Memory is a complex thing and has been the subject of lots of research. We all find some types of information easier to remember than others. Some people are great at remembering faces, others seem to have an almost inexhaustible capacity to remember dates. I’m sure most people reading this can identify things they find quite easy to remember and other things they really struggle with. For example, I am quite good at remembering what I have done, but dreadful at remembering trivia facts or directions.
There are many different kinds of memory – for example, auditory memory (remembering what you hear), visual memory (remembering what you see) and kinaesthetic memory (remembering what you experience – tastes, smells etc). There is also often a difference between short-term memory (recalling something for a few seconds), working memory (remembering something long enough to process and use it) and long-term memory. No wonder we are all different in the way our memories work!
It probably comes as no surprise that children with language difficulties often struggle with auditory memory. They might find it hard to remember longer instructions, and only remember part of what was said. They may find it hard to remember information they were told previously and relate it to new learning. This can also affect literacy, though I’m not going to go into that in detail today.
Auditory memory is something that is quite difficult to improve. Practice will help, especially in the early years, but by around junior school age, it starts to become more difficult to change memory capacity. However, this doesn’t mean there is nothing we can do. It’s just a question of how we teach it. Older children and adults need to focus on learning strategies to maximise memory and improve the amount that they are able to recall.
I’m sure that most of us use strategies naturally to help us with memory. For example, I frequently google the postcode of a place I’m going to and repeat it over and over again to myself over the time it takes me to get from the computer screen to the car, so that I can remember it to enter it in the satnav! Most of us use diaries to help us remember what we are supposed to be doing and lists to help us remember what we want from the shops. All of these things are strategies to support memory and when we use them, we are able to remember lots more. I don’t like my chances of remembering all my appointment times, even for one week, without having my diary to help me!
So what strategies can help with auditory memory? Here are some ideas:-
- Repetition – this is the strategy I described above for remembering a postcode. Repeating something over and over again helps us to remember it. This may seem obvious, but children often need to be specifically taught to do this. Demonstrate the strategy to them by repeating things aloud yourself. For example, I often play games with small children where they have to remember a list of 2 or 3 items to “buy” from a pretend shop or put in a particular location. I usually introduce repetition by getting them to take a turn at asking the questions – most kids love playing teacher, so this usually goes down well. So the child might say to me, “buy bread, cheese and carrots”. I pause for a moment, and say “bread… cheese… carrots….bread…cheese… carrots…” then say each word again as I pick the items up. Occasionally I will then get it wrong, and see if they can identify that I have made a mistake. We talk about how repeating it helped me to remember, and I suggest that they try it. Once they have mastered repeating aloud, they can then start to repeat things mentally rather than aloud.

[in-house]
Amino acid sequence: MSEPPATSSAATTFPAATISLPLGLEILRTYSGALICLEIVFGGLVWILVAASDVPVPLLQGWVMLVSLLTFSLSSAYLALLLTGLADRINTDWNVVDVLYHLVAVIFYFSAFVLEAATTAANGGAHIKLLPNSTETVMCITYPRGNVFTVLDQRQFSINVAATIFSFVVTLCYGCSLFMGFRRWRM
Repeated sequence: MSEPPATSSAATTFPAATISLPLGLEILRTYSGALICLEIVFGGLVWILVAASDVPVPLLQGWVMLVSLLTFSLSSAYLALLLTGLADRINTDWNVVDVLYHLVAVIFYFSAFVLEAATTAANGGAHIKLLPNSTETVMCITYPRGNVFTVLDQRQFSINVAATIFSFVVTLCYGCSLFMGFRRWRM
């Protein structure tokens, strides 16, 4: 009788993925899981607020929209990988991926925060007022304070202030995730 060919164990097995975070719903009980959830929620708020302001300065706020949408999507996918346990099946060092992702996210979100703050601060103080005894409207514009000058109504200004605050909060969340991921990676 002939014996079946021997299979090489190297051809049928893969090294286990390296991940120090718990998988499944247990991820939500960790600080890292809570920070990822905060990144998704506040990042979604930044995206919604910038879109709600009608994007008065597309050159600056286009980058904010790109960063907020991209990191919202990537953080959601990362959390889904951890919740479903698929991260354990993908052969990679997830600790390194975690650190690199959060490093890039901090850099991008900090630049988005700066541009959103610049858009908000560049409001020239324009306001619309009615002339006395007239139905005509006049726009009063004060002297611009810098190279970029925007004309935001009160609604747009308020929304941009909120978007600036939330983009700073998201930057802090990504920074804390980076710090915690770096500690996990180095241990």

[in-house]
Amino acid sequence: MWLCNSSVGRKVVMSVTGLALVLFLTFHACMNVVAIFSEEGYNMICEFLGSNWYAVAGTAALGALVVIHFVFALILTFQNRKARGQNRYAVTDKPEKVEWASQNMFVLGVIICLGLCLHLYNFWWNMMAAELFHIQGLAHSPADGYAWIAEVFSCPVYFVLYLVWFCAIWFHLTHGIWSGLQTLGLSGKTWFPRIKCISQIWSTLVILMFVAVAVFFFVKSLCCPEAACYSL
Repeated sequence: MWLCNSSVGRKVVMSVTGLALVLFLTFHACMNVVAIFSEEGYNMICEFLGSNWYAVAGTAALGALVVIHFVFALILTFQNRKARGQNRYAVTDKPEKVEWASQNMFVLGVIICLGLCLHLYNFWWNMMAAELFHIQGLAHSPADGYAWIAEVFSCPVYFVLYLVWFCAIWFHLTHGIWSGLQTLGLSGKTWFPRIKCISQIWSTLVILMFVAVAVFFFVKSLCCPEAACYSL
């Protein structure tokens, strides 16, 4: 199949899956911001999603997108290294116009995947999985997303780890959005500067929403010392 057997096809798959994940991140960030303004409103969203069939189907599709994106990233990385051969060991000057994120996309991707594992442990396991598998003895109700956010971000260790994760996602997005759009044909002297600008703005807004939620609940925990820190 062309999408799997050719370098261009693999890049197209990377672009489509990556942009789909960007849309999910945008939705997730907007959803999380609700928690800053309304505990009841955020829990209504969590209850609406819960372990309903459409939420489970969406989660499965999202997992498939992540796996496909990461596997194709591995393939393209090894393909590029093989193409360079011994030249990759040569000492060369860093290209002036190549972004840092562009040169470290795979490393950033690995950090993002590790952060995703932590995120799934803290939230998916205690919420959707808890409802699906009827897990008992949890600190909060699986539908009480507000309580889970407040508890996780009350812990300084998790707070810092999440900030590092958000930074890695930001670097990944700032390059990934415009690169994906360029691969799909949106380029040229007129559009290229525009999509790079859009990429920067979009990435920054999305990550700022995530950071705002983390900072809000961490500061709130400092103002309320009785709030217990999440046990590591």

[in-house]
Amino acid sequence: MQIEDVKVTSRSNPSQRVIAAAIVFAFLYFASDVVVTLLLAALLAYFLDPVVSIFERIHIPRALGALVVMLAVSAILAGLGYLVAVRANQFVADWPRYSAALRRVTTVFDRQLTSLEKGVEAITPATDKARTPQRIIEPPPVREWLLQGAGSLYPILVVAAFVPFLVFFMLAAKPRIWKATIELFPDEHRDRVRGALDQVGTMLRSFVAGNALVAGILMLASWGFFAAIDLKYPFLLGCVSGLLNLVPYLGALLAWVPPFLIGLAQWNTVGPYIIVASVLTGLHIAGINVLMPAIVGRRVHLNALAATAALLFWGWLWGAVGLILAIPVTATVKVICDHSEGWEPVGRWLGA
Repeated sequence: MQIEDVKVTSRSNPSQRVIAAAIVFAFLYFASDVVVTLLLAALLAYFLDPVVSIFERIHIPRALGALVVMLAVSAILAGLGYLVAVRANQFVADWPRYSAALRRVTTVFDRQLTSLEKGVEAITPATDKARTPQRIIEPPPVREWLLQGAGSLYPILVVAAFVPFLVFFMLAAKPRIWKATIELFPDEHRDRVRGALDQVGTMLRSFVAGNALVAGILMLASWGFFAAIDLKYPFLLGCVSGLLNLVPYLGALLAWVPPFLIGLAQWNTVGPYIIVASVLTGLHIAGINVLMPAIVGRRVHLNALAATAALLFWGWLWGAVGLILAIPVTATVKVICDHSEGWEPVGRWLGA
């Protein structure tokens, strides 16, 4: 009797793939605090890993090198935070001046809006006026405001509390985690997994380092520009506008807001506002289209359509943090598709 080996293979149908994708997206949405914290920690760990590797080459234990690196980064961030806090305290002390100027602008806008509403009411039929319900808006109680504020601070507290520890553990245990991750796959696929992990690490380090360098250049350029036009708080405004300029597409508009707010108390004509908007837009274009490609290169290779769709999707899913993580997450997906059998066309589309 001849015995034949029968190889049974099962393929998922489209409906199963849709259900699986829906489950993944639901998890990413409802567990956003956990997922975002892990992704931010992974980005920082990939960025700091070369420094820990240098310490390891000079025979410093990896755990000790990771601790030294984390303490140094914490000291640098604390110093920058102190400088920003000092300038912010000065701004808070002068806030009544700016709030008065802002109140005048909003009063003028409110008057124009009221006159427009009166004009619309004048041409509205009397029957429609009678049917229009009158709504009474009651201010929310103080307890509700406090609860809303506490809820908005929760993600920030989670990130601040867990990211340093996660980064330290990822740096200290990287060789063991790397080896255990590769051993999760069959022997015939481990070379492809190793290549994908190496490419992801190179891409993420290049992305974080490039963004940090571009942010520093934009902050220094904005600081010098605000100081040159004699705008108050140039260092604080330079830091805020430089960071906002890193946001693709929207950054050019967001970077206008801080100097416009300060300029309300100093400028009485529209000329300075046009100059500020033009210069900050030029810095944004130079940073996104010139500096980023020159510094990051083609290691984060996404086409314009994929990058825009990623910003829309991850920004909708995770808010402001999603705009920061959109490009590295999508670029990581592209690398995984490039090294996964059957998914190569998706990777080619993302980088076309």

- Visualising – variations of this strategy are often used by people who remember hugely long sequences, such as the sequence of an entire pack of cards. They often attach a mental picture to each card and then visualise each one, maybe along a particular path or in a story, to help them recall the order. Of course, this is quite abstract, and we are not going to start off at this level with young children, but the fact that so many memory masters use it shows that it is a powerful strategy. I often start off by encouraging children to picture objects in their mind as I say them. For example, I might ask them to find 3 things from around the room and as I say them, ask them to think about where each thing is and where they need to go to get them (make sure they are things that the child knows the location of well and their memory isn’t going to be disrupted by having to hunt for the objects!).
- Chunking – give instructions a few at a time and pause between them to give the child time to process and recall them.
- Write or draw – encourage older children to write things down to help them to remember them. They may find it difficult to identify what they need to write down so will need adult support to begin with. In lessons, it can be useful to give the child a sheet with the most important points already written down so that they can recall them and refer back to them.
- Use colour and mind maps. Mind mapping is a great strategy for word-finding and story-telling as well as memory. A topic for more detail another day maybe, but in the mean time I do recommend this book if you think this would be a helpful strategy for your child or a child you work with. Mind maps help you to note down information, identify what is important, sort it into topics and remember it. Many people find them useful for enabling to recall lots of facts more easily (such as for an exam).
What strategies do you find help you or the children you’re working with to remember things?
You can also find ideas of memory games to play to practise these strategies here.